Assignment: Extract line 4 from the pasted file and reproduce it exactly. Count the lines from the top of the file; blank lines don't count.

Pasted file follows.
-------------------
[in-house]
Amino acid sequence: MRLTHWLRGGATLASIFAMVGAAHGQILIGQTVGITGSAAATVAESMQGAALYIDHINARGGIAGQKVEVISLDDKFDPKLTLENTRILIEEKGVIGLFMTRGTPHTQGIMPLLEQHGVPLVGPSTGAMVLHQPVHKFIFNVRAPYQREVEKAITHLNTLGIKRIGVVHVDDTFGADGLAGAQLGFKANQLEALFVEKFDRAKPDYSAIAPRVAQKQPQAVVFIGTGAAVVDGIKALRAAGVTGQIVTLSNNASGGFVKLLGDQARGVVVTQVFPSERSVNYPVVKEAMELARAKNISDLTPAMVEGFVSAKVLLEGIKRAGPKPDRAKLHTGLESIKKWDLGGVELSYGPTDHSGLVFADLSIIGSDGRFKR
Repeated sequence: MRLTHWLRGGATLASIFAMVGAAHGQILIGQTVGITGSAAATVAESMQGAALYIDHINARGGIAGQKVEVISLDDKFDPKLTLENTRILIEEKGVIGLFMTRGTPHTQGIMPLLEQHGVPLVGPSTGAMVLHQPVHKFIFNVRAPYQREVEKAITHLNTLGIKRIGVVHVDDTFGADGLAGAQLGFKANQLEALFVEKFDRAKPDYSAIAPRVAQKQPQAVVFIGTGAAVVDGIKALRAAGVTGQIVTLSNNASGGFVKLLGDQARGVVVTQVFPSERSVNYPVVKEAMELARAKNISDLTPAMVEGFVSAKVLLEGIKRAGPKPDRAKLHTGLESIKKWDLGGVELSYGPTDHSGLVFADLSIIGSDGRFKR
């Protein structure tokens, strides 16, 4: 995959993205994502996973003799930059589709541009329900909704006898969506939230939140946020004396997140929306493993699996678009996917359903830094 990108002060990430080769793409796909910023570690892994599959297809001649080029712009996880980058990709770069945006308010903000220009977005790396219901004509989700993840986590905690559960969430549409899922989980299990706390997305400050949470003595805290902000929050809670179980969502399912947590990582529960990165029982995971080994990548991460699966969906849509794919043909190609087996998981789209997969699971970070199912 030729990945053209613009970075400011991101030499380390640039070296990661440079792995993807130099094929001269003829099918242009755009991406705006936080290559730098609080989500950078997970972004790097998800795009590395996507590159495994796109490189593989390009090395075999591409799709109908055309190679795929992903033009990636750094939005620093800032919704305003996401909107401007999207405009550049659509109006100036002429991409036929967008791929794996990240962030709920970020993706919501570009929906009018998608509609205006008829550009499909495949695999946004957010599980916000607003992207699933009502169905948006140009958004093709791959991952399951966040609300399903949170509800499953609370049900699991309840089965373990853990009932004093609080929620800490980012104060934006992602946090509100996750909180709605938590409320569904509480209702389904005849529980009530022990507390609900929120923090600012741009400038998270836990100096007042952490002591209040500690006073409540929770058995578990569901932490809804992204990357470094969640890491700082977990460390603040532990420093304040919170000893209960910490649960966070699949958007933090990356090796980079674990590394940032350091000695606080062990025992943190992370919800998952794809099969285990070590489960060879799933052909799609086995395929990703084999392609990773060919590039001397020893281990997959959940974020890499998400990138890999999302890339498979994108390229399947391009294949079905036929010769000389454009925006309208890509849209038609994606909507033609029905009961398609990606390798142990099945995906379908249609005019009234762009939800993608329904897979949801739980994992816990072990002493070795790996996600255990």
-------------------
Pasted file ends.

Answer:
């Protein structure tokens, strides 16, 4: 995959993205994502996973003799930059589709541009329900909704006898969506939230939140946020004396997140929306493993699996678009996917359903830094 990108002060990430080769793409796909910023570690892994599959297809001649080029712009996880980058990709770069945006308010903000220009977005790396219901004509989700993840986590905690559960969430549409899922989980299990706390997305400050949470003595805290902000929050809670179980969502399912947590990582529960990165029982995971080994990548991460699966969906849509794919043909190609087996998981789209997969699971970070199912 030729990945053209613009970075400011991101030499380390640039070296990661440079792995993807130099094929001269003829099918242009755009991406705006936080290559730098609080989500950078997970972004790097998800795009590395996507590159495994796109490189593989390009090395075999591409799709109908055309190679795929992903033009990636750094939005620093800032919704305003996401909107401007999207405009550049659509109006100036002429991409036929967008791929794996990240962030709920970020993706919501570009929906009018998608509609205006008829550009499909495949695999946004957010599980916000607003992207699933009502169905948006140009958004093709791959991952399951966040609300399903949170509800499953609370049900699991309840089965373990853990009932004093609080929620800490980012104060934006992602946090509100996750909180709605938590409320569904509480209702389904005849529980009530022990507390609900929120923090600012741009400038998270836990100096007042952490002591209040500690006073409540929770058995578990569901932490809804992204990357470094969640890491700082977990460390603040532990420093304040919170000893209960910490649960966070699949958007933090990356090796980079674990590394940032350091000695606080062990025992943190992370919800998952794809099969285990070590489960060879799933052909799609086995395929990703084999392609990773060919590039001397020893281990997959959940974020890499998400990138890999999302890339498979994108390229399947391009294949079905036929010769000389454009925006309208890509849209038609994606909507033609029905009961398609990606390798142990099945995906379908249609005019009234762009939800993608329904897979949801739980994992816990072990002493070795790996996600255990």